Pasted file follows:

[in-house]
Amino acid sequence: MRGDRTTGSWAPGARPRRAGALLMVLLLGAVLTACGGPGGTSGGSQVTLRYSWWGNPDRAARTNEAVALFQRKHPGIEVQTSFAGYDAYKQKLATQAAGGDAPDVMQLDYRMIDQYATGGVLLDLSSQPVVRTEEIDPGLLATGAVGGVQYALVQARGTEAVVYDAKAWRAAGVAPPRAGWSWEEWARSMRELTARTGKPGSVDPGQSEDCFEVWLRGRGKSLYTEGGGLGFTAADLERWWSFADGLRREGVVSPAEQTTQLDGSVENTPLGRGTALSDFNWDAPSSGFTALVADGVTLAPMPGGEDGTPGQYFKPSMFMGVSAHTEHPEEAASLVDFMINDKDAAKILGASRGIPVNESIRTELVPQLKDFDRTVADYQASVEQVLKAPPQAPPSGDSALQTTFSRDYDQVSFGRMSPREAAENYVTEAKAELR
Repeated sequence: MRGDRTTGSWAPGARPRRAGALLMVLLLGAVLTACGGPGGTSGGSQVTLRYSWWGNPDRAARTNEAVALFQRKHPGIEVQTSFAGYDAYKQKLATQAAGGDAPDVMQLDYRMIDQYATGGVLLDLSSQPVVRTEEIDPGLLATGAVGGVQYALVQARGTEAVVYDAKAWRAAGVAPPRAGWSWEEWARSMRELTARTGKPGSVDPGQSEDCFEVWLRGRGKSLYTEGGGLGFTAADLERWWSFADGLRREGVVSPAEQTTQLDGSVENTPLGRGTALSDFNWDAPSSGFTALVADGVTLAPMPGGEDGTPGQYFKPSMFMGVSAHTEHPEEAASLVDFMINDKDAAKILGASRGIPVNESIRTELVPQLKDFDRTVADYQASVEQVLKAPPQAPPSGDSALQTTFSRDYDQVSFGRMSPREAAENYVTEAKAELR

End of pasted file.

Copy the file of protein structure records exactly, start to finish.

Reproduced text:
[in-house]
Amino acid sequence: MRGDRTTGSWAPGARPRRAGALLMVLLLGAVLTACGGPGGTSGGSQVTLRYSWWGNPDRAARTNEAVALFQRKHPGIEVQTSFAGYDAYKQKLATQAAGGDAPDVMQLDYRMIDQYATGGVLLDLSSQPVVRTEEIDPGLLATGAVGGVQYALVQARGTEAVVYDAKAWRAAGVAPPRAGWSWEEWARSMRELTARTGKPGSVDPGQSEDCFEVWLRGRGKSLYTEGGGLGFTAADLERWWSFADGLRREGVVSPAEQTTQLDGSVENTPLGRGTALSDFNWDAPSSGFTALVADGVTLAPMPGGEDGTPGQYFKPSMFMGVSAHTEHPEEAASLVDFMINDKDAAKILGASRGIPVNESIRTELVPQLKDFDRTVADYQASVEQVLKAPPQAPPSGDSALQTTFSRDYDQVSFGRMSPREAAENYVTEAKAELR
Repeated sequence: MRGDRTTGSWAPGARPRRAGALLMVLLLGAVLTACGGPGGTSGGSQVTLRYSWWGNPDRAARTNEAVALFQRKHPGIEVQTSFAGYDAYKQKLATQAAGGDAPDVMQLDYRMIDQYATGGVLLDLSSQPVVRTEEIDPGLLATGAVGGVQYALVQARGTEAVVYDAKAWRAAGVAPPRAGWSWEEWARSMRELTARTGKPGSVDPGQSEDCFEVWLRGRGKSLYTEGGGLGFTAADLERWWSFADGLRREGVVSPAEQTTQLDGSVENTPLGRGTALSDFNWDAPSSGFTALVADGVTLAPMPGGEDGTPGQYFKPSMFMGVSAHTEHPEEAASLVDFMINDKDAAKILGASRGIPVNESIRTELVPQLKDFDRTVADYQASVEQVLKAPPQAPPSGDSALQTTFSRDYDQVSFGRMSPREAAENYVTEAKAELR